I awaken on a high bed plush with pillows and antique linens. Rays of sunlight filter through a grated window, casting a honeyed glow on the room’s curved, rough-hewn walls and high ceiling. An old wood table topped with a white cloth runner is laid with fresh fruit and a bottle of wine. Candles shimmer by an oval bathtub set on a rough stone floor in an adjoining space—a space that looks for all the world like a cave.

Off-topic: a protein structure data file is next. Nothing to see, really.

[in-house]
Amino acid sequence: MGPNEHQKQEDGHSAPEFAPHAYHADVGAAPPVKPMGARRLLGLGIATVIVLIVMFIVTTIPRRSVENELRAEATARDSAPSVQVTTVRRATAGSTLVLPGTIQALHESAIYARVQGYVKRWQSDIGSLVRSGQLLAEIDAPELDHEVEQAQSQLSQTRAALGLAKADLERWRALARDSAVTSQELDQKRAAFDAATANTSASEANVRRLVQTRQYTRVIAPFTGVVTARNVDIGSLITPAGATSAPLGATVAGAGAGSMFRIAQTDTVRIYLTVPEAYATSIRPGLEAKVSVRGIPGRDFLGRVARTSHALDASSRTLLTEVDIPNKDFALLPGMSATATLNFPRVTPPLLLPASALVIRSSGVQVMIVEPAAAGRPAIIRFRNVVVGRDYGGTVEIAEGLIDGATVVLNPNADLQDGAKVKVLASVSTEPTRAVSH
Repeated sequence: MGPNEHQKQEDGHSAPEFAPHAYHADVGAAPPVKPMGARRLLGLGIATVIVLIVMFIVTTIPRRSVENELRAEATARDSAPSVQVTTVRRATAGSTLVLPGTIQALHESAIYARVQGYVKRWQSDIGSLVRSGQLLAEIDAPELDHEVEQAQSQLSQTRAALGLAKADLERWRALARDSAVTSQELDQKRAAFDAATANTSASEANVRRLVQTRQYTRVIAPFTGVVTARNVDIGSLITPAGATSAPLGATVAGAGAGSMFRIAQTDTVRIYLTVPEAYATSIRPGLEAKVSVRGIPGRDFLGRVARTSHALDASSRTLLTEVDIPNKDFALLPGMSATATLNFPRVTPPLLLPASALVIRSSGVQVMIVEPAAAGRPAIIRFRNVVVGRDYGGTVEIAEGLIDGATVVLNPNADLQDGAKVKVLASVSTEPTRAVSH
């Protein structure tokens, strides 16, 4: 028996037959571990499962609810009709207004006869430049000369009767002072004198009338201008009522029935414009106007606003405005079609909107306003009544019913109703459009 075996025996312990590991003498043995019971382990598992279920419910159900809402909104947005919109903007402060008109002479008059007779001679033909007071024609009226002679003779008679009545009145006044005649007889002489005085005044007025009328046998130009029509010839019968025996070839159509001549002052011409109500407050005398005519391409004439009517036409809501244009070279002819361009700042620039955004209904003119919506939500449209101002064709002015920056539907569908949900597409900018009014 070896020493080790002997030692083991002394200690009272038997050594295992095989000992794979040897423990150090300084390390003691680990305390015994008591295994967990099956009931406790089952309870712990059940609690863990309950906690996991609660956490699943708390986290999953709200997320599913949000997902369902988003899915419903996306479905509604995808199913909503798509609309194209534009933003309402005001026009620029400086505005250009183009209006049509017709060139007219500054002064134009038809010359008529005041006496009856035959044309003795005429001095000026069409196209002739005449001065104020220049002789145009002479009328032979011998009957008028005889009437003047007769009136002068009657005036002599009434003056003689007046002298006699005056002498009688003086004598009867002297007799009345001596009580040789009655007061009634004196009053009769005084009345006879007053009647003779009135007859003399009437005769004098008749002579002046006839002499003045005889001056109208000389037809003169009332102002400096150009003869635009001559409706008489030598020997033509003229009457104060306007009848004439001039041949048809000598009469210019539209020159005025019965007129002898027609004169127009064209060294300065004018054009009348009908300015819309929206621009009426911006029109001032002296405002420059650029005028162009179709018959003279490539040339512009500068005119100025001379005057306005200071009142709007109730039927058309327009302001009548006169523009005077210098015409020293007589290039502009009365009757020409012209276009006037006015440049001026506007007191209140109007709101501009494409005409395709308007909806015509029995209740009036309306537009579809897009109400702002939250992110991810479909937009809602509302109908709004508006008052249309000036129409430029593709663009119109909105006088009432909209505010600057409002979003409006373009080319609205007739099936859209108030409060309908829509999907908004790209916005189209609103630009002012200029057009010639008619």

Momentarily disoriented, I soon realize that I’m in the hotel in the ancient town of Matera that I’d checked into under cover of darkness the night before. The town, which lies east of Naples in Italy’s southern region of Basilicata, is a jumble of small dwellings fashioned out of cream-colored tuff stone. Layered one atop another like small boulders, or sassi, and incorporating natural caves, the dwellings hopscotch the flanks of a butte. The effect when I saw it the preceding evening was of both disarray and harmony, individuality and unity. Then I’d come upon a gate at the foot of this curious little citadel: the entrance to Sextantio Le Grotte della Civita, the one-of-a-kind hotel that recast grotto quarters into some of Europe’s more unusual accommodations—and my base for a few days.
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